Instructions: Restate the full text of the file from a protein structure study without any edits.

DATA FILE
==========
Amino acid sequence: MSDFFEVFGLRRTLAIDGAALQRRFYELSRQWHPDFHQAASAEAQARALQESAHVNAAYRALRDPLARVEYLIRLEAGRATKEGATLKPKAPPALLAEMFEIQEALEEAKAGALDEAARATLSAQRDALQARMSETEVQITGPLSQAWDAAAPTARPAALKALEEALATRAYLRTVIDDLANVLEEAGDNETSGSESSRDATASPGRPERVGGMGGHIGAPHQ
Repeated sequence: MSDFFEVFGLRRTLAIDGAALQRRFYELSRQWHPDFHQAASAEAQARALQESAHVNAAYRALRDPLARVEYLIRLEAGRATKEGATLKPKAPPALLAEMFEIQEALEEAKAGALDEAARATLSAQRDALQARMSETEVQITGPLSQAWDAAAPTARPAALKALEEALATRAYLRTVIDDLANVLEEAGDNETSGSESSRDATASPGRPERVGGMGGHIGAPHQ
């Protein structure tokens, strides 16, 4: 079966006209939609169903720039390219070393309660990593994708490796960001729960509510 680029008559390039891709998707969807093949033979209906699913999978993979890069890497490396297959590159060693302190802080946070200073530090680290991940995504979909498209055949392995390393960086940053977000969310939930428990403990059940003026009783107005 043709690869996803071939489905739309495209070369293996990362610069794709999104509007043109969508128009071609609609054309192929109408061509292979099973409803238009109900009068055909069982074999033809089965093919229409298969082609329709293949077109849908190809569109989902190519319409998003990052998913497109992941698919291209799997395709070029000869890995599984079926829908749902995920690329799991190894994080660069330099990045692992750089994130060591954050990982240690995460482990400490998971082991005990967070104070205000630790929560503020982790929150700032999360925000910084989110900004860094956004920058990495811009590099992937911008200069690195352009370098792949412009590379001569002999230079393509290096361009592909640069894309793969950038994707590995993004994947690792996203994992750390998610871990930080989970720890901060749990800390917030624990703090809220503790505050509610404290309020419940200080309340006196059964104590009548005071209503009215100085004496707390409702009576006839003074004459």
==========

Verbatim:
Amino acid sequence: MSDFFEVFGLRRTLAIDGAALQRRFYELSRQWHPDFHQAASAEAQARALQESAHVNAAYRALRDPLARVEYLIRLEAGRATKEGATLKPKAPPALLAEMFEIQEALEEAKAGALDEAARATLSAQRDALQARMSETEVQITGPLSQAWDAAAPTARPAALKALEEALATRAYLRTVIDDLANVLEEAGDNETSGSESSRDATASPGRPERVGGMGGHIGAPHQ
Repeated sequence: MSDFFEVFGLRRTLAIDGAALQRRFYELSRQWHPDFHQAASAEAQARALQESAHVNAAYRALRDPLARVEYLIRLEAGRATKEGATLKPKAPPALLAEMFEIQEALEEAKAGALDEAARATLSAQRDALQARMSETEVQITGPLSQAWDAAAPTARPAALKALEEALATRAYLRTVIDDLANVLEEAGDNETSGSESSRDATASPGRPERVGGMGGHIGAPHQ
């Protein structure tokens, strides 16, 4: 079966006209939609169903720039390219070393309660990593994708490796960001729960509510 680029008559390039891709998707969807093949033979209906699913999978993979890069890497490396297959590159060693302190802080946070200073530090680290991940995504979909498209055949392995390393960086940053977000969310939930428990403990059940003026009783107005 043709690869996803071939489905739309495209070369293996990362610069794709999104509007043109969508128009071609609609054309192929109408061509292979099973409803238009109900009068055909069982074999033809089965093919229409298969082609329709293949077109849908190809569109989902190519319409998003990052998913497109992941698919291209799997395709070029000869890995599984079926829908749902995920690329799991190894994080660069330099990045692992750089994130060591954050990982240690995460482990400490998971082991005990967070104070205000630790929560503020982790929150700032999360925000910084989110900004860094956004920058990495811009590099992937911008200069690195352009370098792949412009590379001569002999230079393509290096361009592909640069894309793969950038994707590995993004994947690792996203994992750390998610871990930080989970720890901060749990800390917030624990703090809220503790505050509610404290309020419940200080309340006196059964104590009548005071209503009215100085004496707390409702009576006839003074004459």